When people find out that I have synesthesia the first question I get asked is: what is it like living with synesthesia? I try to answer the best I can but the truth is I have no idea how to truly convey what its like for me any better than a person without synesthesia would be able to relate their "normal" experience of the world. But I'm going to try my best to relate to you now a little more about what its like for me inside my sensory experiences.
The first type of synesthesia I remember actively having is the gender type, as I related in my story in last weeks post. My experience with things having gender is really not that foreign for anyone who has ever spoken a romance language since objects have gender in those languages. The big difference for me is that while everything has gender its not divided by category. In other words, some chairs are boys and some are girls.
I've never been able to pinpoint what it is about objects that makes me see one gender or the other and I've never experienced something that is gender-neutral. That's not to say that such a concept doesn't exist, its just not my experience of the world. I can tell you that the gender I see has nothing to do with stereotypes of masculine and feminine. In fact those are ideas I've struggled a great deal with--since some things that are "girly" read as masculine to me and some things that are "for boys" read as female to me. It also has absolutely nothing to do with sex or sexual orientation. In my mind gender is just another piece of information the brain processes to help me sort "this is not that" and because I've lived with it for so long its more like background noise than anything. Imagine walking through a parking lot full of automobiles: you wouldn't think "4 door, 2 door, sport, truck..." for everything you walked past, unless you needed to differentiate for some reason. The information is there, you just don't focus on it until its needed. That's what gender is like for me.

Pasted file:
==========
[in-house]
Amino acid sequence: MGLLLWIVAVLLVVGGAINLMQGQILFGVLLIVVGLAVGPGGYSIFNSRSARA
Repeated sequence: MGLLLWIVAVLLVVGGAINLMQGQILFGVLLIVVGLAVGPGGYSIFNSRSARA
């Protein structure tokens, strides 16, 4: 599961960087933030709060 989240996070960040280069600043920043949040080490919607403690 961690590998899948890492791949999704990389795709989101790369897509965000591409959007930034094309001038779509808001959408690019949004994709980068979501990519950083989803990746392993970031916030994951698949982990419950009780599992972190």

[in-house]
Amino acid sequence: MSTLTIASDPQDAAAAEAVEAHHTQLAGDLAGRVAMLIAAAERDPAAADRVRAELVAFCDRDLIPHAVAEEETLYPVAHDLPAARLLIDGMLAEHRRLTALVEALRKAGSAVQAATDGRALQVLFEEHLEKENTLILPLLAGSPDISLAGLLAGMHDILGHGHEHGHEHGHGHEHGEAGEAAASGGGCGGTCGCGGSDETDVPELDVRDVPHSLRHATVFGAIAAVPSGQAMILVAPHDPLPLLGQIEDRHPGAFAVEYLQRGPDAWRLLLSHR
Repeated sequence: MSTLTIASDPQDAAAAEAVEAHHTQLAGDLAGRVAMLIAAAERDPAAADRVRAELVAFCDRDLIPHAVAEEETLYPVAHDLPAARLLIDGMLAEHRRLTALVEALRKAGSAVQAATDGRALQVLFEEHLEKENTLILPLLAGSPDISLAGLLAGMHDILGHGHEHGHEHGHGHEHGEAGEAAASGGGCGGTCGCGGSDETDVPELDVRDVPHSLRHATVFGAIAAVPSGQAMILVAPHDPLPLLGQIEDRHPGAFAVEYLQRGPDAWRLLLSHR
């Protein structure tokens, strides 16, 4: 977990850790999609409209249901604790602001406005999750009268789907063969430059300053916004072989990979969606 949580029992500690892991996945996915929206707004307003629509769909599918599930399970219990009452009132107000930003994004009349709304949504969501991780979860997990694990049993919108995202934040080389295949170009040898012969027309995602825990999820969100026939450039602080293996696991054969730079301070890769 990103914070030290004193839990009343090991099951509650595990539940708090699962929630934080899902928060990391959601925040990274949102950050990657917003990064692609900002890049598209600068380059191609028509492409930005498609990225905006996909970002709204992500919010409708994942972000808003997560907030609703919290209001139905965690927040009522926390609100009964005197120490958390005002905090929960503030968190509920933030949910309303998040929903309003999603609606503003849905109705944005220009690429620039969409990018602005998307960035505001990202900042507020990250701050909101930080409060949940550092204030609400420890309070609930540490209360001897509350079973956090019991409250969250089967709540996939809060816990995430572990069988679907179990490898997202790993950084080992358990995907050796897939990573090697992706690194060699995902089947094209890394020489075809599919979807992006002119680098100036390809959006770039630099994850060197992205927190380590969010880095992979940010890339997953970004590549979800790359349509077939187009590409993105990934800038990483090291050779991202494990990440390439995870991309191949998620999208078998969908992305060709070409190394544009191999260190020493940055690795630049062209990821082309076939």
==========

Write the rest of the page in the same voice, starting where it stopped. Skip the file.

I probably should've started with this one, since as I mentioned in my previous post, this form of synesthesia seems to be the one common type that all syntesthetics share. I can honestly say that I cannot remember a time in my life when I didn't know what other people were feeling simply by entering the room. I can feel a mood like a tingling on my skin, neck or back and I find myself physically flinching when I know something doesn't feel good to another person or animal. Like most synesthetics I didn't even know this was odd until I was in college and participated in a study. When asked about it I was at first confused; it never occurred to me that I couldn't deal with violent images because of synesthesia or that other people can't feel how others feel just by looking at them. I'd never questioned why I found people so exhausting and needed a lot of alone time to recharge every day but once I figured out what was happening a great many things came into focus for me.